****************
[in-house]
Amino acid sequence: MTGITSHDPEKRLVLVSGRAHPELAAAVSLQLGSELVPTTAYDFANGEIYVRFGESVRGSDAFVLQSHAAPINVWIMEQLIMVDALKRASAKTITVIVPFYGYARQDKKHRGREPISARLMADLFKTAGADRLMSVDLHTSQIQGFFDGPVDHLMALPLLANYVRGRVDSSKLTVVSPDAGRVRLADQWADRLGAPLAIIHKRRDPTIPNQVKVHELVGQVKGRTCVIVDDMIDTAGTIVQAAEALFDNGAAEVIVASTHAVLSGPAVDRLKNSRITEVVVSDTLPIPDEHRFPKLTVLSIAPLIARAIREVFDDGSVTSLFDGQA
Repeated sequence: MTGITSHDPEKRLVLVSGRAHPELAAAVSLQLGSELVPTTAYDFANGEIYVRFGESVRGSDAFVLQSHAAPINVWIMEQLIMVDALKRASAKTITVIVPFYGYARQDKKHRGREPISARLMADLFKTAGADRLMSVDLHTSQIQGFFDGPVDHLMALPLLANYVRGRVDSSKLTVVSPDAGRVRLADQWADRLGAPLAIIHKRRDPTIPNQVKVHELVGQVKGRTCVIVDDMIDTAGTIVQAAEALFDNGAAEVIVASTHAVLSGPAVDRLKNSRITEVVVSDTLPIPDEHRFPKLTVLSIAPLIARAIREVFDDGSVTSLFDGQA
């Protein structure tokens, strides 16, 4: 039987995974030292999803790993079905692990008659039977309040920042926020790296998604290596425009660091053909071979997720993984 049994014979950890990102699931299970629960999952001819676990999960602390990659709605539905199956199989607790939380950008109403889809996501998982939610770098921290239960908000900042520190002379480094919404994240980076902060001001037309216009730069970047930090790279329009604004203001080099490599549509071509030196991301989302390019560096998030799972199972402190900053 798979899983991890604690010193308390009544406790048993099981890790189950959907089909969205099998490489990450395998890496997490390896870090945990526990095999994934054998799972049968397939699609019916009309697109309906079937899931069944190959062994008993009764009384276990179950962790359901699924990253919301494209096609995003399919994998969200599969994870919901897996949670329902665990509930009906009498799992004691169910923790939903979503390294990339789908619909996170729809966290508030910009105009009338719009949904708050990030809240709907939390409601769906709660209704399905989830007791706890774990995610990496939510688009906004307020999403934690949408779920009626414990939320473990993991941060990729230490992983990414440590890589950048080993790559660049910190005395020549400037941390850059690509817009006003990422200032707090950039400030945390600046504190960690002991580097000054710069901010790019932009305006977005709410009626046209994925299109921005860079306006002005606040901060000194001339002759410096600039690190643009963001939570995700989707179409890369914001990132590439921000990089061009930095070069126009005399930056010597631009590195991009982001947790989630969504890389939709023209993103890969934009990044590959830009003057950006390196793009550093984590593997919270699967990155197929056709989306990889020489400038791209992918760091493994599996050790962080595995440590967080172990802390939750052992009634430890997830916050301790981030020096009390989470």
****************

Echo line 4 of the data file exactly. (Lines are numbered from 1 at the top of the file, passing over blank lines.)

């Protein structure tokens, strides 16, 4: 039987995974030292999803790993079905692990008659039977309040920042926020790296998604290596425009660091053909071979997720993984 049994014979950890990102699931299970629960999952001819676990999960602390990659709605539905199956199989607790939380950008109403889809996501998982939610770098921290239960908000900042520190002379480094919404994240980076902060001001037309216009730069970047930090790279329009604004203001080099490599549509071509030196991301989302390019560096998030799972199972402190900053 798979899983991890604690010193308390009544406790048993099981890790189950959907089909969205099998490489990450395998890496997490390896870090945990526990095999994934054998799972049968397939699609019916009309697109309906079937899931069944190959062994008993009764009384276990179950962790359901699924990253919301494209096609995003399919994998969200599969994870919901897996949670329902665990509930009906009498799992004691169910923790939903979503390294990339789908619909996170729809966290508030910009105009009338719009949904708050990030809240709907939390409601769906709660209704399905989830007791706890774990995610990496939510688009906004307020999403934690949408779920009626414990939320473990993991941060990729230490992983990414440590890589950048080993790559660049910190005395020549400037941390850059690509817009006003990422200032707090950039400030945390600046504190960690002991580097000054710069901010790019932009305006977005709410009626046209994925299109921005860079306006002005606040901060000194001339002759410096600039690190643009963001939570995700989707179409890369914001990132590439921000990089061009930095070069126009005399930056010597631009590195991009982001947790989630969504890389939709023209993103890969934009990044590959830009003057950006390196793009550093984590593997919270699967990155197929056709989306990889020489400038791209992918760091493994599996050790962080595995440590967080172990802390939750052992009634430890997830916050301790981030020096009390989470």